Wall Street's Pink Slip Party

A hint of desperation hung in the air. Men and women grasped their drinks and mingled around the bar, hoping to catch the eye of that someone special.

No, it wasn't a singles event but a Wall Street Pink Slip Party where unemployed bankers, traders and hedge fund managers network and meet with recruiters.

"It slightly reminds me of speed dating but with careers, so 'speer' dating, if that's a phrase? It's pretty interesting," said Johanna Watkins-Green, an investment bank analyst who still has a job.

An incident at the office that day brought her to the event Wednesday night, she said.

"Three people were tapped -- so to speak --- and they were told never to come back. So that's what brought me here basically," Watkins-Green said. "Nothing's really secure."

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She and nearly 400 other people crammed into a New York bar hoping to find that next paycheck. Those seeking jobs wore pink glow bracelets. Recruiters and others hiring wore green ones. Everybody was asked to donate $20 to the Ronald McDonald House.

Similar events were held in November and December, both drawing nearly 500 people, according to organizer Rachel Pine of Fastbook. The event was sponsored by some liquor companies and Dealbreaker.com, a Wall Street gossip site and blog.

At first glance, you would hardly know that the room was full of laid-off people.

"Everybody just seems to be making the most of the situation," Watkins-Green said.

Jonathan Sroka was laid off from his software sales job in January. He was meeting new people but said the progress was "slow going."

"I wasn't expecting a miracle," Sroka said. "It really seems in this economy that it's about making friends, working your network and finding the right connections to an opportunity."

Sroka attended one similar event in 2000 in Boston when the tech bubble burst. He said it was the same type of mood then.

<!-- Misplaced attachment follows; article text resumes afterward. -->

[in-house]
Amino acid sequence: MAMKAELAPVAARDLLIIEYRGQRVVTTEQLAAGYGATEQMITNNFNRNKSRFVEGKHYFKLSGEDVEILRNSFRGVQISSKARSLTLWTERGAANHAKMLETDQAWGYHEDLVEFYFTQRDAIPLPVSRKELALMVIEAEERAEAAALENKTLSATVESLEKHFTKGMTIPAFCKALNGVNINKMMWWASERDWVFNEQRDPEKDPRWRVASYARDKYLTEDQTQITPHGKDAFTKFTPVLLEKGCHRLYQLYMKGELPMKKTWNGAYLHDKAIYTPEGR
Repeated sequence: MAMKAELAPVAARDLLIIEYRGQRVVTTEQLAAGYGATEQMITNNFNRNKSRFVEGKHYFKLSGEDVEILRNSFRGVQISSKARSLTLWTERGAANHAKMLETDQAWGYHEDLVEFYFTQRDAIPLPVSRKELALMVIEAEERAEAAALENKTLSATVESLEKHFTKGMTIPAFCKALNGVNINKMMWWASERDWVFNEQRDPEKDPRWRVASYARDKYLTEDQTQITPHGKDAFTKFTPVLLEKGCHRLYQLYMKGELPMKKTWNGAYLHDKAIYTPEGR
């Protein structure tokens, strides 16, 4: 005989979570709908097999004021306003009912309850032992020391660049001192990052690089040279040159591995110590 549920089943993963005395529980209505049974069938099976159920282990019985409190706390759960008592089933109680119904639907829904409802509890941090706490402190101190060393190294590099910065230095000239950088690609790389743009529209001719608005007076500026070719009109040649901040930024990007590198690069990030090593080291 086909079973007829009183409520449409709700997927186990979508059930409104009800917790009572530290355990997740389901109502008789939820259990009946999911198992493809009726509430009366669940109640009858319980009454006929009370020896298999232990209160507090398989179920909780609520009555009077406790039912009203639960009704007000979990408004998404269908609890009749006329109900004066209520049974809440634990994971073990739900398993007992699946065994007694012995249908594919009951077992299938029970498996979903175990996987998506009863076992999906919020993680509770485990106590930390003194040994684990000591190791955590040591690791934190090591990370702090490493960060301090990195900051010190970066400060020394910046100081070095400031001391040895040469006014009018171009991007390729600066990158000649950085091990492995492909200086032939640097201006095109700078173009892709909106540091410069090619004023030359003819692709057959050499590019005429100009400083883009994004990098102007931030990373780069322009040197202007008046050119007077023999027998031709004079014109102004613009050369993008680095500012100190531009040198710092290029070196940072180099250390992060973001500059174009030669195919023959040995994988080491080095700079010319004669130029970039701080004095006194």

"People get together, they try to put a good spin on it," Sroka said. "I think everybody wants to help everybody; there just aren't enough opportunities out there for people out of work."

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Simon Curtis, 40, was holding a sign asking people: Have you worked in equity capital markets, corporate finance or private equity?

"Could I Speak With You?" it said.

Curtis has been in the business 17 years and seen enough rounds of layoffs.

"This time around," he said, "there were a lot more senior people."

He said it was nice to see other senior people at the event also looking for jobs.

Early in the night, he wasn't having much success but was hopeful that "once the beer starts flowing" more people would be open to conversations.

Barry Grama, of Livingston Securities, was one of the most cheerful people in the room.

He had reason to be giddy: He works for a new investment bank and is looking for hires.

Grama said that most people were "optimistic" and then quickly added: "I think I have that effect on people."

"I'm not really very negative about everything," he said. "I think everything is going to be good, life will be fine and we'll keep moving forward. It's America."

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